A Backpack, a Bear, and Eight Crates of Vodka


 A Backpack, a Bear, and Eight Crates of Vodka: A Memoir, by Lev Golinkin

Here's my last Russian title for 2020!  It paired very well with the book I read earlier this year, When They Come For Us, We'll Be Gone, which was about the effort to get persecuted Soviet Jews out of the USSR.  Lev Golinkin was a persecuted Soviet Jew who wanted desperately to get out, though he was only a child.

So: back in the 1980s, as the USSR was teetering on the brink of collapse -- though no one realized it -- the Golinkin family lived in Kharkov, in the eastern end of Ukraine (it's now known as Kharkiv).  They were Jewish, and that meant that they were publicly despised: the USSR proclaimed the brotherhood of all men, but they still required that your ID card state your ethnicity, and having "Jewish" on that line meant that you were subject to random quota limits and routine persecution.  Lina, the elder daughter, wanted to get into medical school, but the most stellar achievements wouldn't get her in when the powers that were didn't want any more Jewish doctors.  Lev went to the most Jewish-friendly school in town, and was routinely beaten up as his teacher looked the other way.  "Crush the Jews, Save Russia" was a common slogan.

Leaving the USSR was tricky, though; the Soviets didn't want Jews, but they also wouldn't let them leave.  Applying to leave required careful timing and a willingness to lose your job.  The Golinkins applied and were able to leave as refugees in 1988 - 89, and were part of a large wave of Jewish emigration, which meant that the usual refugee channels were overwhelmed.

Lev's story of leaving, the entire refugee process, the eventual landing in Indiana, and the rest of his life is fascinating.  He was only about ten years old when they left, and he was thrilled to go, but as he grew up, he struggled desperately with ingrained self-hatred.  Being a rootless refugee was great; building a life with roots and a future was nearly beyond him, and required another long journey back along his history -- thus the memoir.

A really gripping account of his own journey, but also an explanation of what it was like to be a Soviet Jew, and how the refugee system worked.  Very good reading.

 

And with that, let's wind up this stinker of a year and hope for better things to come.  At the very least, I hope that 2021 will bring us all a lot of good books to read!

Edited to add: I forgot to put in the quotations I wanted to put in!  So here they are:

How could thousands of years of tradition—Jewish, Christian, Muslim—vanish overnight? What had become of them, the believers, the martyrs, defenders of the faith? The answer is chillingly simple: the martyrs, they were martyred. They were martyred by the millions. The first thing the Communists did upon attaining power was to exterminate the intelligentsia. They killed the priests, they killed the rabbis, they killed the teachers, they killed the judges, they killed anyone and everyone who was a source of knowledge and inspiration. Artists and writers were taken because they distracted the workers; engineers because there were power outages. Farming elders were killed because of food shortages, which led to more food shortages, which led to more dead farmers. They killed with diligence, they killed with pride, they killed and they killed until there wasn’t a man left who could recite so much as a damned nursery rhyme, and with the leaders dead, their memories banned, the books burned, the relics confiscated (and sold to the West to purchase more bullets), the sanctuaries torn down and refurbished into gyms and Pioneer youth centers, the souls of the people left bare and trembling, the Communists’ goal had been accomplished. The Bolsheviks knew: eradicate the culture, and the rest will wither accordingly.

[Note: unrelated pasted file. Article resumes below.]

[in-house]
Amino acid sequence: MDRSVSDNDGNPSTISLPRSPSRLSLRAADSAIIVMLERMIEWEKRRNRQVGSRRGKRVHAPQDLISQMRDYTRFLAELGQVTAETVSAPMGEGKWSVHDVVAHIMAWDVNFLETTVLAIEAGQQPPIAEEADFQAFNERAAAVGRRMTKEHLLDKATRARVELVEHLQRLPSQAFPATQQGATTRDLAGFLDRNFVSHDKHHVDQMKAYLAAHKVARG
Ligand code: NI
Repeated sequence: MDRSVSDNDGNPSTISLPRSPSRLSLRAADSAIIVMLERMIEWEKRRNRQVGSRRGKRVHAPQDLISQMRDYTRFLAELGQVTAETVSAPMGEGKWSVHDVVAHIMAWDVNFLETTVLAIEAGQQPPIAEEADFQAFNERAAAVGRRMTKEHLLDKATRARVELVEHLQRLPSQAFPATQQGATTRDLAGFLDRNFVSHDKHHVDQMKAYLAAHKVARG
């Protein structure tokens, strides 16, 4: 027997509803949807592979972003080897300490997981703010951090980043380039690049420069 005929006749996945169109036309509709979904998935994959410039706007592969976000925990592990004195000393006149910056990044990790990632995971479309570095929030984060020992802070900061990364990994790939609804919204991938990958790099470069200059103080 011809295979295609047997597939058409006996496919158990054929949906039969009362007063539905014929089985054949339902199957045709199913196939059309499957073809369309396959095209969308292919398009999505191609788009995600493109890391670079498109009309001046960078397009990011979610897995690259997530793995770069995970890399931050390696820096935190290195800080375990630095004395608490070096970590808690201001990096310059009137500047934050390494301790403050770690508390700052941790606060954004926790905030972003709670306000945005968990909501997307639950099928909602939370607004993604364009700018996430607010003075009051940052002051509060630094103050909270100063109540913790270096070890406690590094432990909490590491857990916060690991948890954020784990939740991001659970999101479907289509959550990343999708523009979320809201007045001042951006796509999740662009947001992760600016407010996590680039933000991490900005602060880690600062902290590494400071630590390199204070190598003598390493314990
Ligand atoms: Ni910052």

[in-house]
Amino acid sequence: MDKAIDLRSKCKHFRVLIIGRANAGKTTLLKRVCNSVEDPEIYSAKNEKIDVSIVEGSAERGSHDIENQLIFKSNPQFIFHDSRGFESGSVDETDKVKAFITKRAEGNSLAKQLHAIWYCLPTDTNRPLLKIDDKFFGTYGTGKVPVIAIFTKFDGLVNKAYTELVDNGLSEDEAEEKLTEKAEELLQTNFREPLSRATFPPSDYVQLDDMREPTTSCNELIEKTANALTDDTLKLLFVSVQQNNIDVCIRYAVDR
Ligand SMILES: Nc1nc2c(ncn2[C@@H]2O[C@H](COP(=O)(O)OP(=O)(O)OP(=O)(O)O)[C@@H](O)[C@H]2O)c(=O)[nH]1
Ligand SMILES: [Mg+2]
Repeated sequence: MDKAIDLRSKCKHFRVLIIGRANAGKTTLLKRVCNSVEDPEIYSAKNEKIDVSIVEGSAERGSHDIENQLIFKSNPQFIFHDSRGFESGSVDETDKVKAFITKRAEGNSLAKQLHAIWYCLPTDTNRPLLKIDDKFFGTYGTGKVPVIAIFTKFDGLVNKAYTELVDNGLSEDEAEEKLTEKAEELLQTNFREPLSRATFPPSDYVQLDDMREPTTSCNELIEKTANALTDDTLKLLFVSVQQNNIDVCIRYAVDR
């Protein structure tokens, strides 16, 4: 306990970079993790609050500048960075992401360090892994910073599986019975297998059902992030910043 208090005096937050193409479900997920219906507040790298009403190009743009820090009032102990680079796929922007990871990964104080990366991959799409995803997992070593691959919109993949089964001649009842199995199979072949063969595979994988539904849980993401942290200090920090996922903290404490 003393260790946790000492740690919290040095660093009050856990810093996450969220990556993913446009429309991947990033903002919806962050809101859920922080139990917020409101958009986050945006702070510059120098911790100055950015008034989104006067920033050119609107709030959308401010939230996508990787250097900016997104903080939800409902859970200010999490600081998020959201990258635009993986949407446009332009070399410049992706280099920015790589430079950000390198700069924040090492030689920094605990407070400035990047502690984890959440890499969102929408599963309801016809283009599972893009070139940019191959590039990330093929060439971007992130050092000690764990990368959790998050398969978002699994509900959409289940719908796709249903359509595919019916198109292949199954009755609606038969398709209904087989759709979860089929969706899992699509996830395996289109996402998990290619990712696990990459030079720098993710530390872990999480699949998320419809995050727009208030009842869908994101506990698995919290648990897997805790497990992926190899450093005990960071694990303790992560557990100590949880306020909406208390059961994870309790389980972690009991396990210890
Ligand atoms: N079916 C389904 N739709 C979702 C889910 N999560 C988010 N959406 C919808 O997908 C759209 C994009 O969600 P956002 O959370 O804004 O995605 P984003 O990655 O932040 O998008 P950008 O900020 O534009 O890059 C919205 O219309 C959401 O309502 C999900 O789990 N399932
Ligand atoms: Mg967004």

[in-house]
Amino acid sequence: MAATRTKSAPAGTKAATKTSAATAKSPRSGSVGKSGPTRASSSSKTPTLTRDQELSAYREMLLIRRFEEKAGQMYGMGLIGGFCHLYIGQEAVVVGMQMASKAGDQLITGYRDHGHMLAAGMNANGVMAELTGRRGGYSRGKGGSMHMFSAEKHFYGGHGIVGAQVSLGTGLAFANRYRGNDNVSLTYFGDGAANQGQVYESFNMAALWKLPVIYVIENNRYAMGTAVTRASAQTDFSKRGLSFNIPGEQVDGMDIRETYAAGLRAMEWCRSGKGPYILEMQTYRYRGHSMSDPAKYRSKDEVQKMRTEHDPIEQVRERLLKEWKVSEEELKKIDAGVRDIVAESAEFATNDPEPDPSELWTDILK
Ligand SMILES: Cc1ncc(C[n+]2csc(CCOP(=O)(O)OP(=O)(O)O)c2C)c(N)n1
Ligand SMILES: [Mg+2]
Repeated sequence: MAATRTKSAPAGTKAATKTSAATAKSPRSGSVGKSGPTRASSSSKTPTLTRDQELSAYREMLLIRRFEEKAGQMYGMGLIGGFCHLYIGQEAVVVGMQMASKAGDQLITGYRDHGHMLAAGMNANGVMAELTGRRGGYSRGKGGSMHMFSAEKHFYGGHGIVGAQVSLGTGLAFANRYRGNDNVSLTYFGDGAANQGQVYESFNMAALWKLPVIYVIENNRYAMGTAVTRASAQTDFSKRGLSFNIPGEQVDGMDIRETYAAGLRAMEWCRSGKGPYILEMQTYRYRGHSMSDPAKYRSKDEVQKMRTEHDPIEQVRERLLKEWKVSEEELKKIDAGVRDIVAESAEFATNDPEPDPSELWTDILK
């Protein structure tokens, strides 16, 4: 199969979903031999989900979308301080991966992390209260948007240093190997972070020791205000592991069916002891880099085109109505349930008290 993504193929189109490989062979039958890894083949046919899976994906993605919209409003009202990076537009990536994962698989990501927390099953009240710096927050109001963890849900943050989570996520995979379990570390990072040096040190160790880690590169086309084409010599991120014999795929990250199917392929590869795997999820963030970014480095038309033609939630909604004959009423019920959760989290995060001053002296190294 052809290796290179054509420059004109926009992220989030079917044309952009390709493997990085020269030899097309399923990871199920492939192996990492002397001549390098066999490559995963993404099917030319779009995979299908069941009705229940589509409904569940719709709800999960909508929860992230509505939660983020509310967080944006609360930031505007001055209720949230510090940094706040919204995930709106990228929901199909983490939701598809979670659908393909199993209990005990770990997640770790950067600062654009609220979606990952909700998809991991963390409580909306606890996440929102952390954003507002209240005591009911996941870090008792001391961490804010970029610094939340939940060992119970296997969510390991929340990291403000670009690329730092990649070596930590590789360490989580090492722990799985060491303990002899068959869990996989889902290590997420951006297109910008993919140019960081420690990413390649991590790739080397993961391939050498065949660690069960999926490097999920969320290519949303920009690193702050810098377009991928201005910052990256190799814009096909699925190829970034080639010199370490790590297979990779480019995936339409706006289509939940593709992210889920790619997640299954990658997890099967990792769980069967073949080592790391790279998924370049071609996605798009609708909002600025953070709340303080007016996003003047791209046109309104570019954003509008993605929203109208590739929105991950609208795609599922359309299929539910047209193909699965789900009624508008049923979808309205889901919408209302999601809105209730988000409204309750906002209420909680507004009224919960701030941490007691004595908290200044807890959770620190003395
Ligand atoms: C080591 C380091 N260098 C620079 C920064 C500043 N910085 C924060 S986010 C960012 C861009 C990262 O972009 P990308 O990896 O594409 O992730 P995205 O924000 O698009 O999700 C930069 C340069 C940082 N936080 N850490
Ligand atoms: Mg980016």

I realized that I would never again walk through the parks, see Mom and Dad’s friends and relatives, take the tram downtown, or quietly read in the bedroom. I also knew we were about to lose ourselves in the world, had no set destination, no friends, no rubles, and no plans beyond Vienna.  I realized it all; that’s why I was happy.

 A familiar image of grim, frozen Russia is the babushka, the old woman, hunched and determined, head wrapped in a scarf. Her gnarled face stares out from old Ellis Island photographs and modern cable specials, and never fails to elicit awwws from concerned Westerners who’d love nothing more than to hug poor, helpless Granny and tell her that everything’s going to be all right. That is misguided, and potentially hazardous. Women who had survived long enough to become grandmothers by the 1980s were Russia’s rocks. Their generation had a hard life, even by the unforgiving standards of Mother Russia. Forged from the crucible of wars, famines, and purges, the babushki had witnessed entire populations of husbands and sons vanish into the grave. These women were instilled with a fierce matriarchal instinct, the notion that they were responsible for the welfare of all society, not just their kin, and underneath their kerchiefs the babushki watched, and listened, and remembered, and commanded.


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